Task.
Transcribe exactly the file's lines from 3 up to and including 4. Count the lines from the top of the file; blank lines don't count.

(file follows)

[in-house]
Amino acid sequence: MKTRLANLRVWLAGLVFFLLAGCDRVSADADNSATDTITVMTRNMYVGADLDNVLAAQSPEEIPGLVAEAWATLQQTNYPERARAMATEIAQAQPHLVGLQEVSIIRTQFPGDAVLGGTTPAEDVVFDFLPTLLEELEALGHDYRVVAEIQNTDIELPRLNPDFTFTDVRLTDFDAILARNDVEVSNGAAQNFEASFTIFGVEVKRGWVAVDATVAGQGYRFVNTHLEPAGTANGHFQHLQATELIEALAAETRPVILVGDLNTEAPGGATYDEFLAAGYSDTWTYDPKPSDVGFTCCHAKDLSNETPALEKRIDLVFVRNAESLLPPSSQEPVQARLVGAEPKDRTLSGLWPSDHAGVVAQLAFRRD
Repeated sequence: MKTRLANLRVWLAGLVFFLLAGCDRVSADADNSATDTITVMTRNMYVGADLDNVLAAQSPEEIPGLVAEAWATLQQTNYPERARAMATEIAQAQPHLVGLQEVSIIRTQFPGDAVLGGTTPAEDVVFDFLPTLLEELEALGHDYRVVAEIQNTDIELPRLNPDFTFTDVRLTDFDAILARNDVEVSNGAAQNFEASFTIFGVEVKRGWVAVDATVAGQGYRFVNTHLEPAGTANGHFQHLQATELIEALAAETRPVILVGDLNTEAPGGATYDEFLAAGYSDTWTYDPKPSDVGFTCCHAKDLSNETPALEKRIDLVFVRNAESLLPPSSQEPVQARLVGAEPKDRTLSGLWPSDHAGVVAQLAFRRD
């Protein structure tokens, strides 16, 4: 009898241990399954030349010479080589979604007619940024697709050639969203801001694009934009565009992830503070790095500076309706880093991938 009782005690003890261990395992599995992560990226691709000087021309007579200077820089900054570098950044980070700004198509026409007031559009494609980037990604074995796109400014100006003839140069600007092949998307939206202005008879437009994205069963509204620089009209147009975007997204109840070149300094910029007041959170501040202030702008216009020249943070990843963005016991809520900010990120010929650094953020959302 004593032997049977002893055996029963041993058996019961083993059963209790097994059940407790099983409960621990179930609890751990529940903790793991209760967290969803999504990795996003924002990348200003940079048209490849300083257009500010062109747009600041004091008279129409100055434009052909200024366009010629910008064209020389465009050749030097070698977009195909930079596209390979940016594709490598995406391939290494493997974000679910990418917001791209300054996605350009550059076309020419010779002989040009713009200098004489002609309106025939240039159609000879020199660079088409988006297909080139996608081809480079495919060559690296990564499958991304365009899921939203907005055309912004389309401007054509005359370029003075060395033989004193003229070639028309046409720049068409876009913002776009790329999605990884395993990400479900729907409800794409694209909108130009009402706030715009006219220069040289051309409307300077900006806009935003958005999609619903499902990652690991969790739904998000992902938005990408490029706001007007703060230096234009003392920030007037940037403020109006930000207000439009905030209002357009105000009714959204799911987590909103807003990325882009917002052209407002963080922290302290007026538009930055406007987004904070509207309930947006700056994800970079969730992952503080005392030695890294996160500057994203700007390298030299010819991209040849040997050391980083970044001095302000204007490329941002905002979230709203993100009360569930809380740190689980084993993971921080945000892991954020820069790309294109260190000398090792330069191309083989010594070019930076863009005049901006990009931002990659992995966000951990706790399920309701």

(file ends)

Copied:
Repeated sequence: MKTRLANLRVWLAGLVFFLLAGCDRVSADADNSATDTITVMTRNMYVGADLDNVLAAQSPEEIPGLVAEAWATLQQTNYPERARAMATEIAQAQPHLVGLQEVSIIRTQFPGDAVLGGTTPAEDVVFDFLPTLLEELEALGHDYRVVAEIQNTDIELPRLNPDFTFTDVRLTDFDAILARNDVEVSNGAAQNFEASFTIFGVEVKRGWVAVDATVAGQGYRFVNTHLEPAGTANGHFQHLQATELIEALAAETRPVILVGDLNTEAPGGATYDEFLAAGYSDTWTYDPKPSDVGFTCCHAKDLSNETPALEKRIDLVFVRNAESLLPPSSQEPVQARLVGAEPKDRTLSGLWPSDHAGVVAQLAFRRD
């Protein structure tokens, strides 16, 4: 009898241990399954030349010479080589979604007619940024697709050639969203801001694009934009565009992830503070790095500076309706880093991938 009782005690003890261990395992599995992560990226691709000087021309007579200077820089900054570098950044980070700004198509026409007031559009494609980037990604074995796109400014100006003839140069600007092949998307939206202005008879437009994205069963509204620089009209147009975007997204109840070149300094910029007041959170501040202030702008216009020249943070990843963005016991809520900010990120010929650094953020959302 004593032997049977002893055996029963041993058996019961083993059963209790097994059940407790099983409960621990179930609890751990529940903790793991209760967290969803999504990795996003924002990348200003940079048209490849300083257009500010062109747009600041004091008279129409100055434009052909200024366009010629910008064209020389465009050749030097070698977009195909930079596209390979940016594709490598995406391939290494493997974000679910990418917001791209300054996605350009550059076309020419010779002989040009713009200098004489002609309106025939240039159609000879020199660079088409988006297909080139996608081809480079495919060559690296990564499958991304365009899921939203907005055309912004389309401007054509005359370029003075060395033989004193003229070639028309046409720049068409876009913002776009790329999605990884395993990400479900729907409800794409694209909108130009009402706030715009006219220069040289051309409307300077900006806009935003958005999609619903499902990652690991969790739904998000992902938005990408490029706001007007703060230096234009003392920030007037940037403020109006930000207000439009905030209002357009105000009714959204799911987590909103807003990325882009917002052209407002963080922290302290007026538009930055406007987004904070509207309930947006700056994800970079969730992952503080005392030695890294996160500057994203700007390298030299010819991209040849040997050391980083970044001095302000204007490329941002905002979230709203993100009360569930809380740190689980084993993971921080945000892991954020820069790309294109260190000398090792330069191309083989010594070019930076863009005049901006990009931002990659992995966000951990706790399920309701």